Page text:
if (data.mortgages.length < 5) {
      return false;
    }

    // Everything correct.
    return true;
  }

  // 3) Algorithm
  public async algorithm(): Promise<number> {
    // Load data.
    const data: GeneralAreaData = this.getData();

    // Perform operation.
    const result: number = await Math.min.apply(
      Math,
      data.mortgages.map(mortgage => mortgage.price),
    );

    // Return the result.
    return result;
  }
}

/**
 * Interface that holds the structure of the data
 * used for this implementation.
 */
export interface GeneralAreaData {
  // Mortages based on some criteria.
  mortages: SomeDataEntity;
}

The idea is to allow us to perform three basic operations:

  1. Load the data for every calculation.
  2. Validate coverage for every calculation.
  3. If the previous step returns a general "true", run calculations.

However, this pattern has raised some issues as the FormData (the information the user uploads) is stored statically, which means that if some calculation is already running and another user performs an upload, I cannot set the FormData because it will cause the other User's calculations to go nuts. However passing the FormData to each function constructor seems like a lot of work (if you feel like this should be the way, I have no fear of writing code ;) )

Perhaps is this quarantine, however, am I not seeing something here? Currently, the final execution looks something like this:


public performCalculation(formData: FormData): Promise<FormDataWithCalculations> {
  // Set general form data.
  Calculation.setFormData(formData); // <--- Error in subsequent requests :(

  // Instance Calculations.
  const generalAreaCalculation: GeneralAreaCalculation = new GeneralAreaCalculation(/** data service **/);
  // 85 more instantiations...

  // Load data for Calculations.
  try {
    await Promise.all([
      generalAreaCalculation.loadData(),
      // 85 more invocations...
    ]);
  } catch(dataLoadError) { /** error handling **/ }

  // Check for coverage.
  const coverages: boolean[] = await Promise.all([
    generalAreaCalculation.coverageCheck(),
    // 85 more coverage checks...
  ]);

  // Reduce coverage.
  const covered: boolean = coverages.reduce((previousValue, coverage) => coverage && previousValue, true);

  // Check coverage.
  if (!covered) { /** Throw exception **/ }

  // Perform calculations!
  const result: FormDataWithCalculations = new FormDataWithCalculations(formData);

  try {
    result.generalAreaValue = generalAreaCalculation.calculation();
    // 85 more of this.
  } catch (algorithmsError) { /** error handling ***/ }

  /*
   (( Here should go the log collecting and storing, for each of the 85 calculations ))
  */

  // Return processed information.
  return result;
}

I am not afraid of writing too much code if it means for it to be reusable, maintainable, and more importantly, able to be testable (oh yes, test each calculation to ensure it does what it is supposed to do in normal and edge cases, that's why classes were my approach so each one would have attached a test), however I am completely overwhelmed with writing this tremendous amount of code instead of just writing 85 functions (which is what is already been used) and call each one of them.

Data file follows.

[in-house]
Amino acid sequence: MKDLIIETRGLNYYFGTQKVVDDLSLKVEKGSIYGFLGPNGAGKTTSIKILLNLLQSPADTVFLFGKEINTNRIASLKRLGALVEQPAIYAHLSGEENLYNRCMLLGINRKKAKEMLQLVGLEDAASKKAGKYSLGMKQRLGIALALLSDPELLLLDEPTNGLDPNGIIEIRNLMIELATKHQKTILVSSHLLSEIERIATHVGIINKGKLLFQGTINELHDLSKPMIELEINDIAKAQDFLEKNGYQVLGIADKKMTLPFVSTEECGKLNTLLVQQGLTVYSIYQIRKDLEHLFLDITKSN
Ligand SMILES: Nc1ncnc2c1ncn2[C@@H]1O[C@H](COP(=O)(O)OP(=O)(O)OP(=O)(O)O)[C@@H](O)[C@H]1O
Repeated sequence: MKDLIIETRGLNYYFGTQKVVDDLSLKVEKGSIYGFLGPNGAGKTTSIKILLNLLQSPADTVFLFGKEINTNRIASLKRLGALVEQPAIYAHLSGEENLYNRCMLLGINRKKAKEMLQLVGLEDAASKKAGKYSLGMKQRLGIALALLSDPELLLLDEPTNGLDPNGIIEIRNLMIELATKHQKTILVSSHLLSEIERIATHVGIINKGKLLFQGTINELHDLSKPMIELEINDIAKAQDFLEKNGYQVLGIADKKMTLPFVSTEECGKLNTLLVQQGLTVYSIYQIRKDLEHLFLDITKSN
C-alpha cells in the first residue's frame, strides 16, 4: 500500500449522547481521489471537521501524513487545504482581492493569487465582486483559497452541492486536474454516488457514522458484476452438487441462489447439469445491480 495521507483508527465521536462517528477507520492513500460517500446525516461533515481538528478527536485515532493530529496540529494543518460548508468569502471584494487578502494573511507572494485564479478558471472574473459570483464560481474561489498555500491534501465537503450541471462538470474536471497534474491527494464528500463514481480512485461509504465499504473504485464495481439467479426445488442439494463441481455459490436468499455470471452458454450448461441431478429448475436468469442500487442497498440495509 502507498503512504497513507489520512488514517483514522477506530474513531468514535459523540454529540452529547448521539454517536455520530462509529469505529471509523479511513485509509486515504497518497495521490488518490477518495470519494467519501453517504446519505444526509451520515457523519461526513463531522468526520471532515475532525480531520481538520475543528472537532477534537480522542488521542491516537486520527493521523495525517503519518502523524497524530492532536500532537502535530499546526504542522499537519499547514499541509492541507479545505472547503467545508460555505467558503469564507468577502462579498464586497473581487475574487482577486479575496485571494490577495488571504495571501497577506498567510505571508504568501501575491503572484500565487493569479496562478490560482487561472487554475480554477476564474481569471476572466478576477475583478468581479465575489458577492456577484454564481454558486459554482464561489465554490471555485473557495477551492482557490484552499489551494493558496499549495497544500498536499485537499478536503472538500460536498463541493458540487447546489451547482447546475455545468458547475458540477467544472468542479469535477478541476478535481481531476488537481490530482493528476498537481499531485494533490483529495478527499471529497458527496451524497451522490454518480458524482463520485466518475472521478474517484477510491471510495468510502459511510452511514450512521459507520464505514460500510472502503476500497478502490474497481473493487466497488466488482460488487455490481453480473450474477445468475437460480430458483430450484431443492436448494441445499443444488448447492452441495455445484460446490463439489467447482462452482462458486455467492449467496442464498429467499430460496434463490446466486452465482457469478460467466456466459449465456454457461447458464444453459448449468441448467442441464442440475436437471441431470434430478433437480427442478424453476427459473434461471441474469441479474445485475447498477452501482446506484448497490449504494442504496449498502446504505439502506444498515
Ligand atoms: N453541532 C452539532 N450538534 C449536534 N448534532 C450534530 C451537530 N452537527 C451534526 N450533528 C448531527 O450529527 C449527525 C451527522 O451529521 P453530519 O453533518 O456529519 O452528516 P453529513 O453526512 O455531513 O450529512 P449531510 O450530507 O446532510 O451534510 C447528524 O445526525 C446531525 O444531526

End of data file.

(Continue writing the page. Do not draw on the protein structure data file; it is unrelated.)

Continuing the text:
Is there any patterns? Guidance? Advice? Reference? Study material? I can't seem to reduce this code any more but wanted to ask in case someone knows a better pattern for this kind of problems and, in case it is useful, the code in TypeScript (NodeJS with NestJS API) to understand how is everything getting wired.

Thanks in advance and apologies for my awful english!

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  • 2
    One piece of advice, if calculations reach the point of struggling to understand "how they're wired", is to try and stay consistent to how the calculations are performed on paper. Computers can perform calculations faster and more reliably than people, but they do nothing to reduce the intrinsic complexity, and if the whole thing cannot be described and worked on paper, then you've probably moved past the point where anyone is truly capable of understanding the calculation.
    – Steve
    Mar 31, 2020 at 8:45
  • @Steve that's exactly what we're trying to solve :) most of our calculations need to be revisited (adjusted would be a better word for it) based on some internal parameters, it's done 2-3 times a week and people that will implement calculation logic is different from the main API team. I am just trying to give a flexible structure for them and us to mantain those conditions and not worry about extra-complicated, separated, data-fetching, coverage validation and calculation execution! Totally agree that probably I need to look at calculations to get a better perspective :) Thank you very much! Mar 31, 2020 at 18:51

1 Answer 1

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The most simple and safe solution I can up with is to make FormData an immutable class (so when the form data is shared and passed around between different calculations without copying, there will no side effects, even in a multithreaded context). Then pass one FormData object into the calculation where it makes most sense and reuse this "freezed" set of data throughout the calculation.

This might involve some work in the code where the FormData gets uploaded to make it immutable. But if that ends up in "a lot of work" in the calculation code, I think you are doing something utterly wrong: holding the data in a new member variable and using the data for the individual calcucation from there instead from a single, shared static global variable looks to me only like a slight change, not a huge one.

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  • Totally making FormData immutable would solve the problem! The thing was that I've never had to make a calculation with this amount of requirements and (honestly) were expecting someone that would tell me this idea, in general, was insane! Thank you very much, making the FormData immutable and passing it to each calculation is definitely the way to go. Do you think everything else makes sense? :) Thank you very much! Mar 31, 2020 at 18:58
  • @HumbertoWoody: at least, it does not look unreasonable to me. Solving problems by decomposing a data flow into several steps, with uniform interfaces and uniform concepts for controlling and validating the steps is a praxis-proven programming model which I have applied by myself sucessfully in the past (to some degree), and which I have seen working well a few times in larger contexts. If all those features mentioned in your question are really required is something you have decide by yourself, that is nothing an outsider can tell you.
    – Doc Brown
    Mar 31, 2020 at 19:30